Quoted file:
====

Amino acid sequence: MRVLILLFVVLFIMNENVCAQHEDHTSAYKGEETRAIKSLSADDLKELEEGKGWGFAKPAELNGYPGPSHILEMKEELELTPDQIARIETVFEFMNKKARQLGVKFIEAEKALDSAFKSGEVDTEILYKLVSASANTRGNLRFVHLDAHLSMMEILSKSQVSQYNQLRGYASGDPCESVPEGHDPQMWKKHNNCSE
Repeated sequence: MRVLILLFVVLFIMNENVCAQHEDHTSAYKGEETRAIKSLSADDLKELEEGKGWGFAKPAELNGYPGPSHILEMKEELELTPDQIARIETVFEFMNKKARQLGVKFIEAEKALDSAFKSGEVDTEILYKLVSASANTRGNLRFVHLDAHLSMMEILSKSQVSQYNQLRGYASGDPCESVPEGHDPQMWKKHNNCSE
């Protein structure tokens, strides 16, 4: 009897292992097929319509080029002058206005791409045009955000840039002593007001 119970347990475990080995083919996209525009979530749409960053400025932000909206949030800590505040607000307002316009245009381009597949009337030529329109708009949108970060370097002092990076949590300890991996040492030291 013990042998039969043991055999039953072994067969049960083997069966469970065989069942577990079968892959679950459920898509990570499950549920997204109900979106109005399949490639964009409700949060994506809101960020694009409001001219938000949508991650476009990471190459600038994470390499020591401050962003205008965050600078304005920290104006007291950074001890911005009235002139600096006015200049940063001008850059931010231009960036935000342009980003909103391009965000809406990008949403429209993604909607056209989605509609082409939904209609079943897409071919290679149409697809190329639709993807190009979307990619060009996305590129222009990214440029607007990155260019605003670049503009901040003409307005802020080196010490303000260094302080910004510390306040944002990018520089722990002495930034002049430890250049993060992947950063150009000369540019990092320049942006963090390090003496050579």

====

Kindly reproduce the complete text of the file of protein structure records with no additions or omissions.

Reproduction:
Amino acid sequence: MRVLILLFVVLFIMNENVCAQHEDHTSAYKGEETRAIKSLSADDLKELEEGKGWGFAKPAELNGYPGPSHILEMKEELELTPDQIARIETVFEFMNKKARQLGVKFIEAEKALDSAFKSGEVDTEILYKLVSASANTRGNLRFVHLDAHLSMMEILSKSQVSQYNQLRGYASGDPCESVPEGHDPQMWKKHNNCSE
Repeated sequence: MRVLILLFVVLFIMNENVCAQHEDHTSAYKGEETRAIKSLSADDLKELEEGKGWGFAKPAELNGYPGPSHILEMKEELELTPDQIARIETVFEFMNKKARQLGVKFIEAEKALDSAFKSGEVDTEILYKLVSASANTRGNLRFVHLDAHLSMMEILSKSQVSQYNQLRGYASGDPCESVPEGHDPQMWKKHNNCSE
């Protein structure tokens, strides 16, 4: 009897292992097929319509080029002058206005791409045009955000840039002593007001 119970347990475990080995083919996209525009979530749409960053400025932000909206949030800590505040607000307002316009245009381009597949009337030529329109708009949108970060370097002092990076949590300890991996040492030291 013990042998039969043991055999039953072994067969049960083997069966469970065989069942577990079968892959679950459920898509990570499950549920997204109900979106109005399949490639964009409700949060994506809101960020694009409001001219938000949508991650476009990471190459600038994470390499020591401050962003205008965050600078304005920290104006007291950074001890911005009235002139600096006015200049940063001008850059931010231009960036935000342009980003909103391009965000809406990008949403429209993604909607056209989605509609082409939904209609079943897409071919290679149409697809190329639709993807190009979307990619060009996305590129222009990214440029607007990155260019605003670049503009901040003409307005802020080196010490303000260094302080910004510390306040944002990018520089722990002495930034002049430890250049993060992947950063150009000369540019990092320049942006963090390090003496050579």